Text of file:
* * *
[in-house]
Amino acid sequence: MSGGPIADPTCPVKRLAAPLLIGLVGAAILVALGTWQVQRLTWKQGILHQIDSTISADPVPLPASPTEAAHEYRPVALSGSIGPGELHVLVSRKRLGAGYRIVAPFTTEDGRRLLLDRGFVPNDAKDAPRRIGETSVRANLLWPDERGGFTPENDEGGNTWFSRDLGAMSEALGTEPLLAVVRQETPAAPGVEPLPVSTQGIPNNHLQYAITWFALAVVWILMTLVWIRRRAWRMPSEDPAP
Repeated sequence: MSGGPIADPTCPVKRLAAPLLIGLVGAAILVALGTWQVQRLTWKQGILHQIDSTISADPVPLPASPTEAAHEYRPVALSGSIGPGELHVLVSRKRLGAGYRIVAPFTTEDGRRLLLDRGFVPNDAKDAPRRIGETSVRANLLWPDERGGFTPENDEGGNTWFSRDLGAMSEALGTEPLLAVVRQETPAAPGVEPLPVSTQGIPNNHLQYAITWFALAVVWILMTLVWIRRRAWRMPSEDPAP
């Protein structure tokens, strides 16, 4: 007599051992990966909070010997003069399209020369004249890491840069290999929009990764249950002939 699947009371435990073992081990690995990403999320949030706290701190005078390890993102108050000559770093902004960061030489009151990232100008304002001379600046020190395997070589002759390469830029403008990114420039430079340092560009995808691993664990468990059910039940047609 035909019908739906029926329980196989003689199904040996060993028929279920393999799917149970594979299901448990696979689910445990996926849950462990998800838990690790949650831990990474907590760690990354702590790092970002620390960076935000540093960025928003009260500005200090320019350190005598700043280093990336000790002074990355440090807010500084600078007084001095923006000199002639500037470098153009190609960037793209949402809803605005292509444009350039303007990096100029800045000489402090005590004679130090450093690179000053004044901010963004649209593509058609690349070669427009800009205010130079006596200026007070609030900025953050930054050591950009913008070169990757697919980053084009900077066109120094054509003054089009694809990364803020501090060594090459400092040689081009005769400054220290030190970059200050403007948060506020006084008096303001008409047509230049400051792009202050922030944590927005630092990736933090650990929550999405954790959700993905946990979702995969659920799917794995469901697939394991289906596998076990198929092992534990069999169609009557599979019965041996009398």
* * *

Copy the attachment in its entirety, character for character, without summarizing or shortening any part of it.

[in-house]
Amino acid sequence: MSGGPIADPTCPVKRLAAPLLIGLVGAAILVALGTWQVQRLTWKQGILHQIDSTISADPVPLPASPTEAAHEYRPVALSGSIGPGELHVLVSRKRLGAGYRIVAPFTTEDGRRLLLDRGFVPNDAKDAPRRIGETSVRANLLWPDERGGFTPENDEGGNTWFSRDLGAMSEALGTEPLLAVVRQETPAAPGVEPLPVSTQGIPNNHLQYAITWFALAVVWILMTLVWIRRRAWRMPSEDPAP
Repeated sequence: MSGGPIADPTCPVKRLAAPLLIGLVGAAILVALGTWQVQRLTWKQGILHQIDSTISADPVPLPASPTEAAHEYRPVALSGSIGPGELHVLVSRKRLGAGYRIVAPFTTEDGRRLLLDRGFVPNDAKDAPRRIGETSVRANLLWPDERGGFTPENDEGGNTWFSRDLGAMSEALGTEPLLAVVRQETPAAPGVEPLPVSTQGIPNNHLQYAITWFALAVVWILMTLVWIRRRAWRMPSEDPAP
């Protein structure tokens, strides 16, 4: 007599051992990966909070010997003069399209020369004249890491840069290999929009990764249950002939 699947009371435990073992081990690995990403999320949030706290701190005078390890993102108050000559770093902004960061030489009151990232100008304002001379600046020190395997070589002759390469830029403008990114420039430079340092560009995808691993664990468990059910039940047609 035909019908739906029926329980196989003689199904040996060993028929279920393999799917149970594979299901448990696979689910445990996926849950462990998800838990690790949650831990990474907590760690990354702590790092970002620390960076935000540093960025928003009260500005200090320019350190005598700043280093990336000790002074990355440090807010500084600078007084001095923006000199002639500037470098153009190609960037793209949402809803605005292509444009350039303007990096100029800045000489402090005590004679130090450093690179000053004044901010963004649209593509058609690349070669427009800009205010130079006596200026007070609030900025953050930054050591950009913008070169990757697919980053084009900077066109120094054509003054089009694809990364803020501090060594090459400092040689081009005769400054220290030190970059200050403007948060506020006084008096303001008409047509230049400051792009202050922030944590927005630092990736933090650990929550999405954790959700993905946990979702995969659920799917794995469901697939394991289906596998076990198929092992534990069999169609009557599979019965041996009398």